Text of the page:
You’ll notice that you have a length of tippet material which due to its reduced size offers even better sinking properties than the 30 pound butt. If you chose to attach a weighted fly such as a cone head or similar to the tippet it too will have a propensity to sink. Depending on the length and weight of your weighted leader section you can determine how fast and how deep the fly and tippet will sink. You can mix these combinations up as follows: a heavier section of T material like T-14 and an un-weighted fly will allow you to put the leader at or very near the bottom while the fly should maintain its course slightly higher in the water thus avoiding possible snagging. Conversely you may chose to go with 5 feet of T 8 or 11 and use a fly with a weighted head or cone. These decisions are made site by site taking into account the velocity of the flow and it's depth. Slower water allows for even more choice in how to rig and swifter flows dictate heavier leaders and perhaps flies also. Capisci ?

Because the sink tip is not connected directly to the floating line your ability to mend and control that line right down to the tip is greatly enhanced. By spending just a very short time observing your leader & fly at close range while counting seconds you can easily ascertain how quickly the unit as a whole is reaching a known or perceived depth. I gotta ask; are you getting this or is it confusing :confused:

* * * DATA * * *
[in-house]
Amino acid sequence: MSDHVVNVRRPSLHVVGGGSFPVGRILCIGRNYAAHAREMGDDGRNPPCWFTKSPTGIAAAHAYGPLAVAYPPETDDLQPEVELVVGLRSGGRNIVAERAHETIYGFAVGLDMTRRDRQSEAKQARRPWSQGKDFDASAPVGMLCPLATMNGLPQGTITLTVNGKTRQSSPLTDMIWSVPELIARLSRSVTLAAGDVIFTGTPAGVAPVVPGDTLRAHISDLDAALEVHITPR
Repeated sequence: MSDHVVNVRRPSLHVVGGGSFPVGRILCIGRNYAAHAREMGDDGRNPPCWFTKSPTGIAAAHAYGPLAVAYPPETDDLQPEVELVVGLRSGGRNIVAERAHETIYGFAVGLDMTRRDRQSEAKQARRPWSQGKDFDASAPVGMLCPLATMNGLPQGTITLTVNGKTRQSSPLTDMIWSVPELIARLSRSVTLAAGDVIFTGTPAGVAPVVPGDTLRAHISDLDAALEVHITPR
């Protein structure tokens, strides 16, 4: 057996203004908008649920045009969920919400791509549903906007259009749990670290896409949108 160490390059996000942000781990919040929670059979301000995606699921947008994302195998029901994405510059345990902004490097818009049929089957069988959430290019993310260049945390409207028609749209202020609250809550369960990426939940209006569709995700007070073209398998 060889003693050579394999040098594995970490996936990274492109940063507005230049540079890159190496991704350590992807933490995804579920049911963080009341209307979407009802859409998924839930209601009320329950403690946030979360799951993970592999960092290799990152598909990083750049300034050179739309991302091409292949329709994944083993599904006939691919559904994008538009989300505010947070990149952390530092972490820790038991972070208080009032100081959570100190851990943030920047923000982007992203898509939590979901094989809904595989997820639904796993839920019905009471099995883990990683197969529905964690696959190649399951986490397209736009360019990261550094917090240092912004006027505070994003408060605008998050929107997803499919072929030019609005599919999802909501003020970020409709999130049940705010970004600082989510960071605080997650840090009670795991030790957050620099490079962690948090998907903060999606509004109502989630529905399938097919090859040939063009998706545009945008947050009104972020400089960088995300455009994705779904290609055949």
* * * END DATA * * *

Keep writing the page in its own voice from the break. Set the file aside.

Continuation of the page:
Now if, and that is the key operative word here ‘if’ you have been focusing on reducing drag on your floating line as discussed in the article about fishing & controlling the submerged fly, you are getting the hang of allowing your fly to reach its maximum potential depth. You are reaching this depth without the fly being moved to the surface by excessive drag formed by the bow in the line caused by current, or by overzealous line movements made by you the fisherman. When you combine good line management & control habits with a mental awareness of how the fly is being sunk and at what rate, you are able to present your fly where the fish will see it. My observations on fly control using this type sink system are as follows: because the mono butt section has very little resistance to the water it readily will react quickly to any change of direction imparted to the tip of the floating fly line via you and your various mends for directional control. Because the weighted section is at the very longest, 6 feet, it will also react readily to being directed by the fly line and the fly and lighter tippet follow suite. You can judge quite well what your fly is doing directionally simply by looking at the end of your floating line, because it's floating :) it don't get much simpler than that, no more guess work, you can become adept at knowing what's happening underwater. I once wrote that "until you are in control of your line and fly in an active fashion, you are just standing there holding the cork". There are times when I just hold the cork, but it's nice to believe that you can impart some action and control if you deem it appropriate don't you agree?